McRobert, Allistair P., Ward, Paul, Eccles, David W. and Williams, A. Mark (2011) The effect of manipulating context-specific information on perceptual-cognitive processes during a simulated anticipation task. British Journal of Psychology, 102 (3). pp. 519-534. ISSN 0007-1269Metadata only available from this repository.
We manipulated contextual information in order to examine the perceptual–cognitive processes that support anticipation using a simulated cricket-batting task. Skilled (N= 10) and less skilled (N= 10) cricket batters responded to video simulations of opponents bowling a cricket ball under high and low contextual information conditions. Skilled batters were more accurate, demonstrated more effective search behaviours, and provided more detailed verbal reports of thinking. Moreover, when they viewed their opponent multiple times (high context), they reduced their mean fixation time. All batters improved performance and altered thought processes when in the high context, compared to when they responded to their opponent without previously seeing them bowl (low context). Findings illustrate how context influences performance and the search for relevant information when engaging in a dynamic, time-constrained task.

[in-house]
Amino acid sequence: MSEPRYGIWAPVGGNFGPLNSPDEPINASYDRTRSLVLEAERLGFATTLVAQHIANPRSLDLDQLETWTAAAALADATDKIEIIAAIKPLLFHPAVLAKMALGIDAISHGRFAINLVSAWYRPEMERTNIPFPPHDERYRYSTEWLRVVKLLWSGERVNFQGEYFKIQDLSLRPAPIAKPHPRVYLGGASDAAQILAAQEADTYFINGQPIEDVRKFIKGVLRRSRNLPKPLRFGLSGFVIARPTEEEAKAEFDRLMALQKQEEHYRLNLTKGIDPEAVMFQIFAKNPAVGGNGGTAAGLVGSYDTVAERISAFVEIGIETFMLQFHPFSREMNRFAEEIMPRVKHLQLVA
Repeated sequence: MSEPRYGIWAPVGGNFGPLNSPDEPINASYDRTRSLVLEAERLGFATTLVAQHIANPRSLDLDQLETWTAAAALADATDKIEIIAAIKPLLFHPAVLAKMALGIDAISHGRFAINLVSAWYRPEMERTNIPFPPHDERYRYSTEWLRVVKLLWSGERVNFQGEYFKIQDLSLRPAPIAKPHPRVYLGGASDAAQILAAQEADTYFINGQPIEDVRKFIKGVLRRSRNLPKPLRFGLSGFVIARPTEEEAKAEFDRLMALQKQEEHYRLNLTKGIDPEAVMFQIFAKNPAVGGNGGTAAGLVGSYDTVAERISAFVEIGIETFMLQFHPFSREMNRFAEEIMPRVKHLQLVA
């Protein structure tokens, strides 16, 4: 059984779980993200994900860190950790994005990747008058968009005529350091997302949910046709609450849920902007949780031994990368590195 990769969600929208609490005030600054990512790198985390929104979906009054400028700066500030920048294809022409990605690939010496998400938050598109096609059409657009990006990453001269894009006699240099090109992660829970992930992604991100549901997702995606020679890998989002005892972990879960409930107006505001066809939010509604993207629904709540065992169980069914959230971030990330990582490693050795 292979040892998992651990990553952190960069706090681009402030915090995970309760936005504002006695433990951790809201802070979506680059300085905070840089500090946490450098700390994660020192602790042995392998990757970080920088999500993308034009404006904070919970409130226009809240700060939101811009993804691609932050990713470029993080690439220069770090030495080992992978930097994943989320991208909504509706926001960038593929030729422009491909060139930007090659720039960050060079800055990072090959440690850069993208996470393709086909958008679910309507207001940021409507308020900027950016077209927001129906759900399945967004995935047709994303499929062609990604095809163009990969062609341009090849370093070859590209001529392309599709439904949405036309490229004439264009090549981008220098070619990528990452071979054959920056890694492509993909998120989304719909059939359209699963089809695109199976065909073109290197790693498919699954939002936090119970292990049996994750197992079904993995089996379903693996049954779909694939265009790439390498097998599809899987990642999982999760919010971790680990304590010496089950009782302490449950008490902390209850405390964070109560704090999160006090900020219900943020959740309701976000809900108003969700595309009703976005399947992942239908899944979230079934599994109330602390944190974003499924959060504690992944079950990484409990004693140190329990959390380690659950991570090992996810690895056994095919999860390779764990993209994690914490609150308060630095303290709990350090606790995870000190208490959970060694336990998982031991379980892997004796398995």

|Subjects:||B Philosophy. Psychology. Religion > BF Psychology|
|Schools:||School of Human and Health Sciences
School of Human and Health Sciences > Centre for Applied Psychological Research
|Depositing User:||Sharon Beastall|
|Date Deposited:||12 Nov 2014 13:23|
|Last Modified:||12 Nov 2014 13:23|
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